If your business has customers who live in the European Union, you have an important deadline approaching. On May 25, 2018, you need to be in compliance with the General Data Protection Regulation (GDPR).
Passed by the EU Parliament in 2016, GDPR is designed to provide data privacy rights to EU citizens and protect them from data breaches. This legislation spells out numerous requirements that companies must meet, such as:
- Businesses must get customers’ consent to collect, process, and store their personal data. When companies ask for permission, they must use easy-to-understand terms rather than legal jargon. Plus, it must be easy for customers to withdraw their consent.
- Companies can only collect, process, and store the personal data needed to complete a given task and not any extra information. Further, the data collected and stored for one task cannot be repurposed without further consent from customers.
- Businesses must notify customers within 72 hours of first becoming aware of a breach that involves their personal data.
- Companies need to include data protection measures when they are initially designing their systems rather than adding the measures later on.
All companies that collect, process, or store the personal data of EU citizens are required to comply with GDPR’s requirements, no matter where the organizations are located. For instance, US and Canadian businesses that have customers who live in the European Union must adhere to the regulation.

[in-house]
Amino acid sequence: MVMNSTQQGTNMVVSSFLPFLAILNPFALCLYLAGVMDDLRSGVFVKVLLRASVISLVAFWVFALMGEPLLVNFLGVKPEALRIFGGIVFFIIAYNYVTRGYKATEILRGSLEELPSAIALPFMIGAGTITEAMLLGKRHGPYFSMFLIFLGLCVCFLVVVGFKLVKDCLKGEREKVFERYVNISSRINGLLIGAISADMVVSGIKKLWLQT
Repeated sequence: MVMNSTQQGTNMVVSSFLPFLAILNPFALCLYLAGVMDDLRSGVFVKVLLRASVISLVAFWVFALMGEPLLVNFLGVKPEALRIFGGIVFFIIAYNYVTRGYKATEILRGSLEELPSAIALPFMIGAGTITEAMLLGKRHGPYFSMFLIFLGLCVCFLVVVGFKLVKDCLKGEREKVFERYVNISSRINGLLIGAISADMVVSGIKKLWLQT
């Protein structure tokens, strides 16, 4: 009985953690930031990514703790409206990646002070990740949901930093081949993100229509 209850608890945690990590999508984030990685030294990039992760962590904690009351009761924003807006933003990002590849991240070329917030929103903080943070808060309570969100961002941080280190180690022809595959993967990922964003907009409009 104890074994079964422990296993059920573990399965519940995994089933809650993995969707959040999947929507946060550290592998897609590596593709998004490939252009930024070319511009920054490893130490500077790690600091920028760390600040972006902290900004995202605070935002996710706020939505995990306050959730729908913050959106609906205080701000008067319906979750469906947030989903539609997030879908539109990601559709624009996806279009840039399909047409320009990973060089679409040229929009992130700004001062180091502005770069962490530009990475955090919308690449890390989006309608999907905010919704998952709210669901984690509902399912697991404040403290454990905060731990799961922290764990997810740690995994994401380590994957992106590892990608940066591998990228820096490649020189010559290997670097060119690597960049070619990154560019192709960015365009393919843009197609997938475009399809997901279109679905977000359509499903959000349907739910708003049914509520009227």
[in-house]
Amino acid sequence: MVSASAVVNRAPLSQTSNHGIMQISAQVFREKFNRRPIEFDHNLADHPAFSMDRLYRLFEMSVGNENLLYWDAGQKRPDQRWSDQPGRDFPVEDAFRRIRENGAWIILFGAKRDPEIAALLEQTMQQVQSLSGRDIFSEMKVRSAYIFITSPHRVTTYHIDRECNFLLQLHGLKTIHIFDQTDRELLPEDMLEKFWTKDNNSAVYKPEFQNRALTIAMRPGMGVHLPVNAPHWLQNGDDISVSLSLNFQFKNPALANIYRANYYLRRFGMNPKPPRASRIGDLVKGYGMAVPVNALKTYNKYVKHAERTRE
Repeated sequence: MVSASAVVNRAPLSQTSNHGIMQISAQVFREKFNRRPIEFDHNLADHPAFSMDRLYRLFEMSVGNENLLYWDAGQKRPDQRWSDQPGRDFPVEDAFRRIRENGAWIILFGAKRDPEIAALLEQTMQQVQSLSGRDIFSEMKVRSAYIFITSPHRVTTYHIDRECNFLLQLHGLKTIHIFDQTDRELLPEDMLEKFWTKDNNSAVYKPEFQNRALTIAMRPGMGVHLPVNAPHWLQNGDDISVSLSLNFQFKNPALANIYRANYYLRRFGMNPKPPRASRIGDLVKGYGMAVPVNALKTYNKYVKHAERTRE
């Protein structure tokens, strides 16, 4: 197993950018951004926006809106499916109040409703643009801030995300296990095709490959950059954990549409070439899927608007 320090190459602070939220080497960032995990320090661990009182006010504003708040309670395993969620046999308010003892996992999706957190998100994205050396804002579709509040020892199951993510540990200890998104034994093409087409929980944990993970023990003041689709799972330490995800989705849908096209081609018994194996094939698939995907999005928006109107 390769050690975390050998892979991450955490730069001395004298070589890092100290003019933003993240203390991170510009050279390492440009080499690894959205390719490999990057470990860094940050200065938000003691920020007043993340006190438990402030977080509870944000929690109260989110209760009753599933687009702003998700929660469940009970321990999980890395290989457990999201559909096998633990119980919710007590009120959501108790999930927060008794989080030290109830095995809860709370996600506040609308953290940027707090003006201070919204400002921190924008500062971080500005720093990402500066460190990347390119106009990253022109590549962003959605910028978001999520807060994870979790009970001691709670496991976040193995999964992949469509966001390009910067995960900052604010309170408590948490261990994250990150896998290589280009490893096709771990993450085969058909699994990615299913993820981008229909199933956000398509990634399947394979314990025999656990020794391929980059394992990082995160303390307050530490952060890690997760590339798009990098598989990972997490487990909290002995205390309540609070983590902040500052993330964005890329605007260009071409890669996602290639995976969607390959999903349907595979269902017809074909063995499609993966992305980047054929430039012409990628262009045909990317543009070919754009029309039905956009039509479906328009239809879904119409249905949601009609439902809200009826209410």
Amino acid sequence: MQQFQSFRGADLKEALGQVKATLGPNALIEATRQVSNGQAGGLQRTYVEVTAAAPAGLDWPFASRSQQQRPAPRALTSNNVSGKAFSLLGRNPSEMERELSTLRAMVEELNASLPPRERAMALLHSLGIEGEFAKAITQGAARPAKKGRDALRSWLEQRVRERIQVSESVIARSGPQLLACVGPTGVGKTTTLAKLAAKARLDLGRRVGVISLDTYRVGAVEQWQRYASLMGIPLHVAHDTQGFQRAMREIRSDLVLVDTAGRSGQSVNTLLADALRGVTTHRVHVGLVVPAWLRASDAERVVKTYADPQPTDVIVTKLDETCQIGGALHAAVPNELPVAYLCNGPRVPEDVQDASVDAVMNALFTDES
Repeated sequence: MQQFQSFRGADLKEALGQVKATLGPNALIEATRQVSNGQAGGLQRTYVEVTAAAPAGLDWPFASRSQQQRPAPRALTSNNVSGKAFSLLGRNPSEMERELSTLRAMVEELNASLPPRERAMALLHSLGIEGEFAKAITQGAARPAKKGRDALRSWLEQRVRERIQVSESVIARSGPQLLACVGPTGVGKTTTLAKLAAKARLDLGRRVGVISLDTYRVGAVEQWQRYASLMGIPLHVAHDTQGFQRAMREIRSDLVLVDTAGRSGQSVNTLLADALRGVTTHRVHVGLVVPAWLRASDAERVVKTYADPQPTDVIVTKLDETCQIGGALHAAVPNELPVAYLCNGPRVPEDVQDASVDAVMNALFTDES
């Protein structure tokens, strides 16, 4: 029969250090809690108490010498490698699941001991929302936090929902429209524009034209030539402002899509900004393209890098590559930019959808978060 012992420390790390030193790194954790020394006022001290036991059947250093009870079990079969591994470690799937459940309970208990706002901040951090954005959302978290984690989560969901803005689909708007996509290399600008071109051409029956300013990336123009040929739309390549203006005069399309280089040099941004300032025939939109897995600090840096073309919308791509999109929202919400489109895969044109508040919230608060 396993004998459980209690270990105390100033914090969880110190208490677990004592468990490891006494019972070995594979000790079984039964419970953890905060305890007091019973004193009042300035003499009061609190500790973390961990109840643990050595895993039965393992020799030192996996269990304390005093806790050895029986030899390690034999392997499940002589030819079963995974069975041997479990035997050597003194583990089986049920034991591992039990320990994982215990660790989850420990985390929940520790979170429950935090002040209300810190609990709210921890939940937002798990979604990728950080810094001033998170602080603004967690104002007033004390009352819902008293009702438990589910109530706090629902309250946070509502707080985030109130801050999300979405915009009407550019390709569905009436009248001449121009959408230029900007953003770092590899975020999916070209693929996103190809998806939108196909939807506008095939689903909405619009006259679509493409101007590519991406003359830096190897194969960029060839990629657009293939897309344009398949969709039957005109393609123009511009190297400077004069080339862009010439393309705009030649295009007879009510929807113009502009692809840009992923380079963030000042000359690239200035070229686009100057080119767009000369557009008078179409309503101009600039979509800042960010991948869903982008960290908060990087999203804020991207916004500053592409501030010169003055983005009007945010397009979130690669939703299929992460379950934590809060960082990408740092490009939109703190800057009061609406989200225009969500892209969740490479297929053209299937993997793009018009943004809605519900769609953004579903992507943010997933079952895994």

The penalties for noncompliance are high. The maximum fine, which is reserved for the most serious violations, is €20 million (around $24 million USD) or 4% of a company’s annual global turnover (whichever is greater). The fine structure is tiered, so smaller fines will be levied for less serious infractions.
There are resources available to help businesses understand the GDPR requirements. The official website, EUGDPR.org, has an extensive list of articles, videos, and other types of resources. Its sister site, EUGDPR.com, provides GDPR updates and news.
Some IT vendors also offer GDPR resources, many of which are free. Here are a few examples:
- Microsoft provides an e-book, an online readiness assessment, webcasts, and whitepapers.
- Trend Micro has an infographic, checklist, whitepaper, and webinar.
- IBM furnishes an e-book, webinars, and whitepapers.
- IT Governance offers a video, infographic, paper, and templates.
Many blogs and articles are also available to help companies understand GDPR.